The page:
Even public sector organizations, which had the lowest cyber insurance purchase rates in the report, showed a significant coverage rate at 72%. 

Increasing Loss Ratios for Cyber Insurers

While customer demand has been surging for cyber insurance, cyber insurers’ payouts are also increasing. Loss ratios, which are typically defined as the ratio of claims paid by a cyber insurer compared to the amount of premiums collected during a one-year period, soared by 25% in 2020 to 72.8%, according to S & P Global

Let’s reflect on that 72.8% figure for a moment: For every dollar that was collected in cyber insurance premiums in 2020, roughly 73 cents were paid out in claims. In addition, the report found that the average paid loss for a cyber insurance claim rose to $358,000 in 2020, compared to just $145,000 the year before. 

Large Payouts from Ransomware Attacks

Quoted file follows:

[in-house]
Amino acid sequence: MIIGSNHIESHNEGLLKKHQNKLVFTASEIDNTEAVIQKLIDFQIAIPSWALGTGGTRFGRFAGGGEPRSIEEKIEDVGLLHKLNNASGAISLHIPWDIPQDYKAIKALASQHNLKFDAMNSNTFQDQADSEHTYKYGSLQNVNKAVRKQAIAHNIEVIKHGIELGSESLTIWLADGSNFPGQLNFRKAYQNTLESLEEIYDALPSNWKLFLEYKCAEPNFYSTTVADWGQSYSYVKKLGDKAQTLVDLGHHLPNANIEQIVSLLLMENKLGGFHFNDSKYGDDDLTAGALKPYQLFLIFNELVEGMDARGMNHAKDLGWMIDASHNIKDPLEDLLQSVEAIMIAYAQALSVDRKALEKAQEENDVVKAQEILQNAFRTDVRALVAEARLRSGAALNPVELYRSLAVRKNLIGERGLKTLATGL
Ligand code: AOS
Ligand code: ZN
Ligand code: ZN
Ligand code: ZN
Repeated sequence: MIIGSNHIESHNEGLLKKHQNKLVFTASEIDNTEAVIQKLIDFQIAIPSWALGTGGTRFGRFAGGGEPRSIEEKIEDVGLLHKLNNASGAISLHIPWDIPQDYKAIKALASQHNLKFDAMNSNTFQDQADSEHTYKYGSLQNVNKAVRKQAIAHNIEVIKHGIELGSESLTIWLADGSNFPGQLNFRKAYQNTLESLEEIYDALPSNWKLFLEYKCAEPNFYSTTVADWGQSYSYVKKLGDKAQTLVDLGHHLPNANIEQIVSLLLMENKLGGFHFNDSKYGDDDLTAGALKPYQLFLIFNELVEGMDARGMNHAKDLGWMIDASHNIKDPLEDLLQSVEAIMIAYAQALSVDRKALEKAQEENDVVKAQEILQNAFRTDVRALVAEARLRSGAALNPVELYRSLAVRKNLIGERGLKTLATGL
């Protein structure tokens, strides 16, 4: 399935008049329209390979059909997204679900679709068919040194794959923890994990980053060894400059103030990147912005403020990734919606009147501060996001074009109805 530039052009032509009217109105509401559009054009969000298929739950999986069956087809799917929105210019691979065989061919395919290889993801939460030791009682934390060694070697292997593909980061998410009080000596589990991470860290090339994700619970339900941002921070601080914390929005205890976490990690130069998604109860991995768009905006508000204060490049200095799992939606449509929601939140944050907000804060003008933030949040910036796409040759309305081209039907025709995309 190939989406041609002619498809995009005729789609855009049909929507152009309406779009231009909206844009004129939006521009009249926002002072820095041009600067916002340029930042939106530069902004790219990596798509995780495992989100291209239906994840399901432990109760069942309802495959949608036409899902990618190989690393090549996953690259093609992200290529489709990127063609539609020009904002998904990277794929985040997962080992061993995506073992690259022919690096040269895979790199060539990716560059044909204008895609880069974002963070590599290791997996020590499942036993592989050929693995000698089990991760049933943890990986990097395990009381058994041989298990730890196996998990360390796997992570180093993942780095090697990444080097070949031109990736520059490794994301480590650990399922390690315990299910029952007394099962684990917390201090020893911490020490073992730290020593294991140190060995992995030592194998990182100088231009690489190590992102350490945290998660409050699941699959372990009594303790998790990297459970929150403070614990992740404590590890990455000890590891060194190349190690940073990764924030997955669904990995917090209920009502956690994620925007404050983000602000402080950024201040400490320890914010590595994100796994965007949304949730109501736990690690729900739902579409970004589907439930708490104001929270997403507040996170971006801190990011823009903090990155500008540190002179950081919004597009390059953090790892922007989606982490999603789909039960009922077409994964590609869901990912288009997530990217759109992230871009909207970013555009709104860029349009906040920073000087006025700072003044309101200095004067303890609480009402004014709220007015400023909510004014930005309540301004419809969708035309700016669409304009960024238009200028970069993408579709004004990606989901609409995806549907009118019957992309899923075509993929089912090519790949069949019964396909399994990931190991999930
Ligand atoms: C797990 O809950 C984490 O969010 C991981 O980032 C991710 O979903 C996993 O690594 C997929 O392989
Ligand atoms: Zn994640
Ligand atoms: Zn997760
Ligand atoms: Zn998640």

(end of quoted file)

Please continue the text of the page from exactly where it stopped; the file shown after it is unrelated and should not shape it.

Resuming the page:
No cyber risk factor has had a bigger impact on premiums than the explosion of ransomware attacks. To put this into perspective, the average ransomware payment soared to $570,000 in 2021, compared to $312,000 in 2020, according to a report published by GRC World Forums

In addition to ransomware payments, the average downtime from ransomware attacks increased by a full week (from 15 days in Q1 2020 to 22 days in Q3 2021), based on research by Statista. The lengthy downtime and negative reputational impact that result from high-profile ransomware attacks can also cause insurers to view affected companies as poor business risks. 

Even large companies with established funding sources can have productivity ground to a halt by ransomware attacks. Brazilian meat processing company JBS experienced a ransomware attack from May 30 through June 2, 2021 that shut down several of its Australian, Canadian, and US facilities. Ultimately, an astonishing $11 million Bitcoin-funded ransomware payment enabled the company to resume normal operations.